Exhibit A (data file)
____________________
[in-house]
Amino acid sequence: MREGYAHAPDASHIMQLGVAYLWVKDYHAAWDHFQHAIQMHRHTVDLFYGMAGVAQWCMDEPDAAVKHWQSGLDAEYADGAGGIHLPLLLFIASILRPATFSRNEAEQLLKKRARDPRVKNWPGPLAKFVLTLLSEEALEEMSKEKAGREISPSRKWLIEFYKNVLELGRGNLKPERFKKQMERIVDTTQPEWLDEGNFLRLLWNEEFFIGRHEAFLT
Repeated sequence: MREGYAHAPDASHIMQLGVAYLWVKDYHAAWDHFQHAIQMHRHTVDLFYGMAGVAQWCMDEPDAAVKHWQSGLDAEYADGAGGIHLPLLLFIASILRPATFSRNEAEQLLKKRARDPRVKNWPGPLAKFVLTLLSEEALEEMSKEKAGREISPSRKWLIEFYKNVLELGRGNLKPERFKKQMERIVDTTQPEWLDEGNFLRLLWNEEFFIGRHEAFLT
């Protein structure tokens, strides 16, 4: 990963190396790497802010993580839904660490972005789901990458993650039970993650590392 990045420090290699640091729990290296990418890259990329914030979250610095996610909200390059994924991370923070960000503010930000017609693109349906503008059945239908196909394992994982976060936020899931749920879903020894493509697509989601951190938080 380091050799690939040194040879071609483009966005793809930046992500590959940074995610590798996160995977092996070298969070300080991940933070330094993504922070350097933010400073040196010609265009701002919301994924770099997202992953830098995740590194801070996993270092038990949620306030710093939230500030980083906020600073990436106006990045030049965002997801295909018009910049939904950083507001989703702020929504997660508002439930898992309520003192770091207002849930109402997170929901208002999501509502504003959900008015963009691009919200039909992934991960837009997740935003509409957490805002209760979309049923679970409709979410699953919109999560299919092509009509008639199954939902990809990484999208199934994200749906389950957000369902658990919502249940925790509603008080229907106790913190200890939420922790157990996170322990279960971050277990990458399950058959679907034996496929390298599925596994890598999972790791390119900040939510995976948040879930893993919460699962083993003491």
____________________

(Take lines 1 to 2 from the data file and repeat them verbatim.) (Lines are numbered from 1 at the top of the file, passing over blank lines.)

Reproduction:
[in-house]
Amino acid sequence: MREGYAHAPDASHIMQLGVAYLWVKDYHAAWDHFQHAIQMHRHTVDLFYGMAGVAQWCMDEPDAAVKHWQSGLDAEYADGAGGIHLPLLLFIASILRPATFSRNEAEQLLKKRARDPRVKNWPGPLAKFVLTLLSEEALEEMSKEKAGREISPSRKWLIEFYKNVLELGRGNLKPERFKKQMERIVDTTQPEWLDEGNFLRLLWNEEFFIGRHEAFLT